Of these gastric acid hypersecretory disorders (Table 1), the disorder which has been the most dealt with in studies over the last few years, is various aspects of ZES. The areas covered by these studies will be dealt with first.
ZES is a clinical syndrome characterized primarily by refractory peptic ulcer disease which is due to ectopic release of gastrin by a neuroendocrine tumor (gastrinoma) resulting in gastric acid hypersecretion[2••]. All patients with gastrinomas have two major treatment problems: treatment must be directed at controlling the acid hypersecretion and because 60–90% of gastrinomas are malignant, treatment must be directed against the gastrinoma itself . In addition 20–25% of gastrinomas occur in patients with Multiple Endocrine Neoplasia type 1 (MEN1) which is an autosomal dominant disorder associated with hyperplasia/tumors of the parathyroid, pituitary, adrenal, and a number of other organs which besides requiring specific treatments, they can effect the approach to the ZES as well as the need for genetic counseling [11,12•]. MEN1/ZES will be dealt with in more detail below in Section II.D.
Patients with ZES continue to present primarily with pain (83%), however in contrast to older reports, an increasing proportion have diarrhea (71%). In contrast to older studies, most patients at present do not have ulcers in unusual locations with the majority having routine appearing duodenal ulcers. The diagnosis should be suspected in any patient with PUD/GERD who is H. pylori negative, refractory to treatment, has a virulent ulcer/GERD course, has ulcers in unusual locations or has recurrent ulcers; with PUD/GERD with a family/personal history of endocrinopathies such as hyperparathyroidism which would suggest MEN1/ZES or in a patient with PUD/GERD with hypergastrinemia or prominent gastric folds on endoscopy which occur in up to 92% of all ZES patients[4,11,13]. There continues to be a long delay in diagnosis with a mean of 5.8 years in the NIH series of 261 patients.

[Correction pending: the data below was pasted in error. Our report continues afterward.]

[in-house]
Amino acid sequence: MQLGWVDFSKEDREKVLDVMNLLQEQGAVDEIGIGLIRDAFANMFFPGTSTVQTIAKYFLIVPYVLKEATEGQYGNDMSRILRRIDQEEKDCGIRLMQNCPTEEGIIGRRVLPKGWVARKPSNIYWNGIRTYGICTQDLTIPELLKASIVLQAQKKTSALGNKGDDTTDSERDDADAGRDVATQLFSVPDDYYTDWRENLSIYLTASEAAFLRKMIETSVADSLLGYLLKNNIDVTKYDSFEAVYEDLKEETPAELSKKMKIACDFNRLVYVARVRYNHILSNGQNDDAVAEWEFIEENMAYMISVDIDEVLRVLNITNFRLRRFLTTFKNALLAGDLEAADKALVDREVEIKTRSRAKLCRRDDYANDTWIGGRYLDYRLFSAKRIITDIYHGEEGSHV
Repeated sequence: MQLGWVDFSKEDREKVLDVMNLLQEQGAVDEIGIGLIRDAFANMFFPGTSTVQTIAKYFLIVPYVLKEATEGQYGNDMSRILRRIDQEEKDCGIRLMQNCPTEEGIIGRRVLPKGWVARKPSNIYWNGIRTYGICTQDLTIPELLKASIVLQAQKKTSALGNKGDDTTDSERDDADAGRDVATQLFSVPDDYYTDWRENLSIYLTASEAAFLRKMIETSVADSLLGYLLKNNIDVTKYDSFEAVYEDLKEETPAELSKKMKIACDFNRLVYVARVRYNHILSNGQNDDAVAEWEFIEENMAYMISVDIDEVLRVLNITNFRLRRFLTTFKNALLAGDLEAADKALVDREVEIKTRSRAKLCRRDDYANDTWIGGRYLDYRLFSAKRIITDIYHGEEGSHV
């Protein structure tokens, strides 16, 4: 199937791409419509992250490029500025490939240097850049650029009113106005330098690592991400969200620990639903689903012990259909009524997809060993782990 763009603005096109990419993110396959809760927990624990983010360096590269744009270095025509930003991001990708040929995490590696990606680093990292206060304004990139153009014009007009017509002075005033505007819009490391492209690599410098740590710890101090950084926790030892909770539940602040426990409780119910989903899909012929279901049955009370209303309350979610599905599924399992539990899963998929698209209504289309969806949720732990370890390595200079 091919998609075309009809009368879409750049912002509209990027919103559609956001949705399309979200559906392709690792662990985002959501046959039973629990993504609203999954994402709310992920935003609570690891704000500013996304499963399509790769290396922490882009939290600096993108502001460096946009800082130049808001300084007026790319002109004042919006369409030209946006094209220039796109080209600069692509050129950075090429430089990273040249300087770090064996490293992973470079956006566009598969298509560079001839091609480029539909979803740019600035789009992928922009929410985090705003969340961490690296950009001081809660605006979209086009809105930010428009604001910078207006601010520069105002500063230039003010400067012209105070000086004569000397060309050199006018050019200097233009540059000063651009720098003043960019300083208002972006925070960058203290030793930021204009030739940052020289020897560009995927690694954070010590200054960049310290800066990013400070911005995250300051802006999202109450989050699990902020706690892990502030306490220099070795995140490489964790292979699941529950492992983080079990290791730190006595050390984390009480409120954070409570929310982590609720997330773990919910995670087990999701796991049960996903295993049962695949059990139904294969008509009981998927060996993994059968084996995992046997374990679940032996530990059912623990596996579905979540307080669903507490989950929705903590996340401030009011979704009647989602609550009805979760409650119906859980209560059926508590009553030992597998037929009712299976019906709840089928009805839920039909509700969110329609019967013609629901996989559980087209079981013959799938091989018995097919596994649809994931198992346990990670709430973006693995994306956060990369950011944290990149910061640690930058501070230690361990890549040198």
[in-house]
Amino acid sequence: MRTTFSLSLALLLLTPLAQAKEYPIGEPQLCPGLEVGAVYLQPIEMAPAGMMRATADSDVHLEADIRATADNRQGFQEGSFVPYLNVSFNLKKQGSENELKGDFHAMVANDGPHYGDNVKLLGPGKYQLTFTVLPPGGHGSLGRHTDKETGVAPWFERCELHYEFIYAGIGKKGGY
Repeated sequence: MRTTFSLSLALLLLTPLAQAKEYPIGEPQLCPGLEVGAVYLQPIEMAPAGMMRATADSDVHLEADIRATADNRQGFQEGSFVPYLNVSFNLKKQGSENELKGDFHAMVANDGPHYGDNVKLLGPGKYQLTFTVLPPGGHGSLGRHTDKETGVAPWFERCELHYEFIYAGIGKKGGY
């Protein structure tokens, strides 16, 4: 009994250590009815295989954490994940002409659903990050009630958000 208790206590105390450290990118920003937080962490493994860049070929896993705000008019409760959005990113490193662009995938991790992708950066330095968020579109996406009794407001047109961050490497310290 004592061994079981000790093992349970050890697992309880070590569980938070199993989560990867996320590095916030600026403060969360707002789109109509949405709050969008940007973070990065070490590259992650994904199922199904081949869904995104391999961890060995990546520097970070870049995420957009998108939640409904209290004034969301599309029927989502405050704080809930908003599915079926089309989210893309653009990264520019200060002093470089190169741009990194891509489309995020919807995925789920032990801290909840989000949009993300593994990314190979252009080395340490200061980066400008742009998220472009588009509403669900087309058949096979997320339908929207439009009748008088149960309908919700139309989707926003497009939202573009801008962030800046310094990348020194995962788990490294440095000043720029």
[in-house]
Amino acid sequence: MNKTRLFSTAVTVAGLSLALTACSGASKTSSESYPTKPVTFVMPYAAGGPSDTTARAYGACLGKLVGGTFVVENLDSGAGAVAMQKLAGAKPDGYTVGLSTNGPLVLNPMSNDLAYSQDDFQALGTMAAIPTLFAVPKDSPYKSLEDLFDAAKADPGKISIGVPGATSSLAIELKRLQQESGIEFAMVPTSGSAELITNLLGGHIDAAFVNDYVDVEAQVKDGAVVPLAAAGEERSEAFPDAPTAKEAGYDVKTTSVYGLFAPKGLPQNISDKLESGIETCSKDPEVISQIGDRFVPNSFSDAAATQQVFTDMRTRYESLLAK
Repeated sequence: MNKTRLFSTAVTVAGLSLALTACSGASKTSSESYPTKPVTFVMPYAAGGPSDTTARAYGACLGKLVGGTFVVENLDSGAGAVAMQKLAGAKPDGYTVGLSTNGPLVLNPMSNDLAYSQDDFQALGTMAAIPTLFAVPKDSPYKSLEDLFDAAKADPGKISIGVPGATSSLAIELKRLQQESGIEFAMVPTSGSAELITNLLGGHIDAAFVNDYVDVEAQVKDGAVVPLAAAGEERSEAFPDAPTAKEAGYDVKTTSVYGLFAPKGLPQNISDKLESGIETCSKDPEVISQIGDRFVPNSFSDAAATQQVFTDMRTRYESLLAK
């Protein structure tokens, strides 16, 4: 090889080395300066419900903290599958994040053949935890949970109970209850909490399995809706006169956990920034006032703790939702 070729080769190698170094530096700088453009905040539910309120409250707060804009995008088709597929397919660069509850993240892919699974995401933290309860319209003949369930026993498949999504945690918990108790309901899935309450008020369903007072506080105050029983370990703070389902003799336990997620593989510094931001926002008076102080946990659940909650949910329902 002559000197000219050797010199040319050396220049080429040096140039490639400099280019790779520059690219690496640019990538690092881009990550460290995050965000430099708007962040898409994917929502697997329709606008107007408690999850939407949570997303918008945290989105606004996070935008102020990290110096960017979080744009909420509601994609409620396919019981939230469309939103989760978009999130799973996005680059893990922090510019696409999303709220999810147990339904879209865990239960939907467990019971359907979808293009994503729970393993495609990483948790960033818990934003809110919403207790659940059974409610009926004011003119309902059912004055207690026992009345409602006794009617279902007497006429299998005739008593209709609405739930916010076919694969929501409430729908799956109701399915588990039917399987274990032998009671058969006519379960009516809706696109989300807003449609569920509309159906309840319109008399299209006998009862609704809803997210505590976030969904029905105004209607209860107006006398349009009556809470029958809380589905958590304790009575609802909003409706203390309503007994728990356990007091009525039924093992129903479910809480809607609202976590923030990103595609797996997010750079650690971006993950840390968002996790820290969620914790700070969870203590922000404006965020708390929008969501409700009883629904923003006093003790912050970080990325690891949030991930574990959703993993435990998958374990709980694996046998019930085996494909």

Recent studies provide evidence that the delay in diagnosis of ZES is not decreasing, but in fact, will likely increase with the widespread use of PPIs to treat idiopathic GERD/PUD[4,14]. This is occurring with PPIs, because of their long duration of action and potency, they can themselves cause hypergastrinemia [14,15], as well as mask the diagnosis of ZES[10,14,16•,17,18]. They do this by controlling symptoms in most patients with ZES with conventional doses used to treat idiopathic PUD/GERD[5,19], which is in contrast to histamine H2-receptor antagonists, which frequently do not control symptoms of ZES with conventional doses, leading the physician to suspect ZES[3,14]. In 60% of ZES patients the fasting gastrin levels are less than 10-fold elevated and these levels can overall with those caused by PPIs which can increase fasting gastrin levels in 80–100% of non-ZES patients and in some series, they increase fasting gastrin levels >5-fold in up to 20% of the nonZES patients[13–15,17,18,20•,21].
As reviewed in the previous paragraph, the fasting serum gastrin levels of patients without ZES, while taking PPIs, can overlap with those commonly seen in ZES patients, and therefore ZES can not be reliability diagnosed in any patient from a given fasting serum gastrin value, while being treated with PPIs[10,13,15,20•]. It is therefore recommended that the fasting gastrin level as well as a secretin provocative test (see next paragraph) be performed after stopping PPIs[10,16•,17]. Because PPIs have such a long duration of action it is recommended that they be stopped for one week if possible after insuring no active peptic disease is present[10,16•,17]. During this time off the PPI suspected patients should be treated with high doses of histamine H2-receptor antagonists, which can be stopped 48 hours prior to testing. It should also be realized that there are a proportion of patients, who can usually be suspected by history, who have difficulty when PPIs are stopped for only a short period of time. This difficulty can occur even when the patient is covered by histamine H2-receptor antagonists, and these patients should only have their PPIs stopped in diagnostic units that are familiar with this disease diagnosis and management .